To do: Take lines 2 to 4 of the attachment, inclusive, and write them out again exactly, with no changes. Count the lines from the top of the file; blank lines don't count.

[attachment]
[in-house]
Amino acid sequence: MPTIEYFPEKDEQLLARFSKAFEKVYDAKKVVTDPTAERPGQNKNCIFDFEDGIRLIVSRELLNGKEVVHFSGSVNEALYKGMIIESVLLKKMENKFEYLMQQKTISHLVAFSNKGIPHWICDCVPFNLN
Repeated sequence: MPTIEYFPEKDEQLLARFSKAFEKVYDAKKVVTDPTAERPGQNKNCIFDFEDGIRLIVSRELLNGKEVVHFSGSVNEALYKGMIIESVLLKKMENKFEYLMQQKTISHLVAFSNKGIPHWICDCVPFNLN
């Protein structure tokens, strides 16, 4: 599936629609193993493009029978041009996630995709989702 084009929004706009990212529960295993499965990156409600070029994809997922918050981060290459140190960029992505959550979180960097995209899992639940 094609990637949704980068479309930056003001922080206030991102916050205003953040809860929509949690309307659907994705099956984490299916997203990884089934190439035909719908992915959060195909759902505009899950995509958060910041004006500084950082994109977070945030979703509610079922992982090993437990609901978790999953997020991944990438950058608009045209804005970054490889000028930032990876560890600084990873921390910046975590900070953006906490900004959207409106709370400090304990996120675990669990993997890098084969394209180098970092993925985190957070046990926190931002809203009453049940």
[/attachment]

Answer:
Amino acid sequence: MPTIEYFPEKDEQLLARFSKAFEKVYDAKKVVTDPTAERPGQNKNCIFDFEDGIRLIVSRELLNGKEVVHFSGSVNEALYKGMIIESVLLKKMENKFEYLMQQKTISHLVAFSNKGIPHWICDCVPFNLN
Repeated sequence: MPTIEYFPEKDEQLLARFSKAFEKVYDAKKVVTDPTAERPGQNKNCIFDFEDGIRLIVSRELLNGKEVVHFSGSVNEALYKGMIIESVLLKKMENKFEYLMQQKTISHLVAFSNKGIPHWICDCVPFNLN
């Protein structure tokens, strides 16, 4: 599936629609193993493009029978041009996630995709989702 084009929004706009990212529960295993499965990156409600070029994809997922918050981060290459140190960029992505959550979180960097995209899992639940 094609990637949704980068479309930056003001922080206030991102916050205003953040809860929509949690309307659907994705099956984490299916997203990884089934190439035909719908992915959060195909759902505009899950995509958060910041004006500084950082994109977070945030979703509610079922992982090993437990609901978790999953997020991944990438950058608009045209804005970054490889000028930032990876560890600084990873921390910046975590900070953006906490900004959207409106709370400090304990996120675990669990993997890098084969394209180098970092993925985190957070046990926190931002809203009453049940």